When Government Offers You Lemons, Grow Avocados

In North Carolina there has been a surge in home schooling that is attributed, in this article by EAGnews.org, to parents’ rejection of the Common Core curriculum. According to the article, there has been a 27-percent increase in the number of home schools since 2011-12, and the number of children attending home schools now exceeds the number attending private schools. The best news is that over 180,000 children in North Carolina are attending either private schools or home schools, and therefore are not being indoctrinated by government schools.

I hope that, even when North Carolina makes the changes to the curriculum discussed in the article, parents keep their kids out of the government schools. One reason they’d be likely to do this is that they have already overcome the anxieties and obstacles associated with starting the homeschooling process, so they’re already more comfortable with it. Parents everywhere need to realize that Common Core is just the latest step in the government takeover of education; what existed before Common Core likely wasn’t much better in terms of content or pedagogy. More importantly the government school system, founded upon compulsory taxation and other forms of government force, was just as immoral before Common Core. For more on this topic, read “The New Abolitionism” by C. Bradley Thompson.

If only there were an analogous alternative for those of us wishing to escape the effects of Obamacare! (Unless you are a doctor who can afford his own hospital equipment and hire a private nursing staff, home medicine is not a realistic alternative.)

Fox News reports that a (slim) majority of Americans continue to oppose Obamacare. But this is little comfort to those companies who want to continue to offer quality health insurance to their employees while avoiding the so-called “Cadillac Tax.” In order to avoid the tax, employers are “shifting workers into plans with higher deductibles,” and “increas[ing] premiums for spouses who have access to other plans.”

From the article:

Robert Laszewski of Health Policy and Strategy Associates said he doubted many will end up paying the tax.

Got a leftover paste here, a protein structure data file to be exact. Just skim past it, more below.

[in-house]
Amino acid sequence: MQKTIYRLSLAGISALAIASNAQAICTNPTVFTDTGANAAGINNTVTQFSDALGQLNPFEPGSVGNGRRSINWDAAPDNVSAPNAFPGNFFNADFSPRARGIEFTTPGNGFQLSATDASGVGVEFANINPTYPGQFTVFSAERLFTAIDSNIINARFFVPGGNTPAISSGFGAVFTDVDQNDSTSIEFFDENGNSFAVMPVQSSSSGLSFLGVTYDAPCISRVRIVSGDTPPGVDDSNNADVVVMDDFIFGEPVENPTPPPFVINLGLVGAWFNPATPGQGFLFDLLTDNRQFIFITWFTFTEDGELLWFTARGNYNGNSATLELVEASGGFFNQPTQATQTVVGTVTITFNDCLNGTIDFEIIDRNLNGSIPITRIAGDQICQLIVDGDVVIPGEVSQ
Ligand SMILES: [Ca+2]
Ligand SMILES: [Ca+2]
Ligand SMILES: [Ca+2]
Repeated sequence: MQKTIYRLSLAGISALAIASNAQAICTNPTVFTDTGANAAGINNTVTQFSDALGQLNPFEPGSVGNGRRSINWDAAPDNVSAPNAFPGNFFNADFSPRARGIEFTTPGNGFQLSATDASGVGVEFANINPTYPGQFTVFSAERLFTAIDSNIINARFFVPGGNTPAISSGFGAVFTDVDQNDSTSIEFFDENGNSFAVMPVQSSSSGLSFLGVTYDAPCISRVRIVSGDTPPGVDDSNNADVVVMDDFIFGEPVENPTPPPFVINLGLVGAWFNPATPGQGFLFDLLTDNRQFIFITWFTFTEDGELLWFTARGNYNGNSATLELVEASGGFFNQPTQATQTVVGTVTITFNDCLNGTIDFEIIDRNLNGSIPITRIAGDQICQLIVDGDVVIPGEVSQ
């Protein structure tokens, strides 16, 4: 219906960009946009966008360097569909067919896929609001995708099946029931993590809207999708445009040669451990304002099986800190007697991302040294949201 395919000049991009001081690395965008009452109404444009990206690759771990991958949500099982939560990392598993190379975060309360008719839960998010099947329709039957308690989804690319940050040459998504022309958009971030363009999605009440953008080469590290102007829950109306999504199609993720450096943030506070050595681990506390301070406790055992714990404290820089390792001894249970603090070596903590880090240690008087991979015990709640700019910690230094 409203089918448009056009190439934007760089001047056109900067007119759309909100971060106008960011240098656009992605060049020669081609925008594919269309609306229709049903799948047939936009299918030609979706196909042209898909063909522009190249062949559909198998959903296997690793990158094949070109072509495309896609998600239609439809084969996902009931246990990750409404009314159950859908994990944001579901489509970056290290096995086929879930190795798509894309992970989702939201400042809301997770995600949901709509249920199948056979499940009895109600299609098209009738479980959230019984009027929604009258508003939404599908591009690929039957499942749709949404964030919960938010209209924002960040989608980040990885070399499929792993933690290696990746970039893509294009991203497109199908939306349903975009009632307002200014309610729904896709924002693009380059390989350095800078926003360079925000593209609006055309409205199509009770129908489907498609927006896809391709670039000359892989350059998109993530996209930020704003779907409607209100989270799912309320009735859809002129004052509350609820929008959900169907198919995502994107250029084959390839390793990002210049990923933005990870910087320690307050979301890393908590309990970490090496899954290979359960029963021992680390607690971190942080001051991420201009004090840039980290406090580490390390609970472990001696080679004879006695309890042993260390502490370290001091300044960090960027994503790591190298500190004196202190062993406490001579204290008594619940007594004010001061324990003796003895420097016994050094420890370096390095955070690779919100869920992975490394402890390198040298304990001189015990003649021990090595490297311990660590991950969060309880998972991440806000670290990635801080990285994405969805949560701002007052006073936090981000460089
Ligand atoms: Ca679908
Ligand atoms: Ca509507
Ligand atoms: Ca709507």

“What we’re finding is almost no employers are going to be hit by this ‘Cadillac tax.’ You’d be stupid to get hit by this ‘Cadillac tax,’” he said. “They’re all cutting their benefits right now.”

Already the “Cadillac tax” has been delayed, due to pressure from unions and other groups with political pull. Between the delay, and the fact that employers are cutting plans to avoid the tax, government won’t be getting the revenue it projected, which means Obamacare will cost a lot more than we were told it would. Nothing new for government, unfortunately.

A bit of good news from China: an entrepreneur there has modeled the solution to the problem of minimum wage hikes: cute robots that cook and deliver food in restaurants, each costing only $6,500. In China, that’s “roughly equal to the salary of a human employee.” Here, the salary of an employee is over twice that. Moreover, according to the robots’ inventor, restaurant owner Song Yugang, “The robots can understand 40 everyday sentences. They can’t get sick or ask for vacation. After charging up for two hours they can work for five hours.”

So, while I completely support the option some restaurants are choosing–adding a “minimum wage surcharge” to their tabs to show customers the effect of minimum wage increases–these cute robots make the same point in a way that avoids confrontation, and saves the employer a lot of money and headaches.

Bonus: you don’t have to buy a healthcare plan, “Cadillac” or otherwise, for a robot :)

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Because You Need It: A Foreign Policy News Sandwich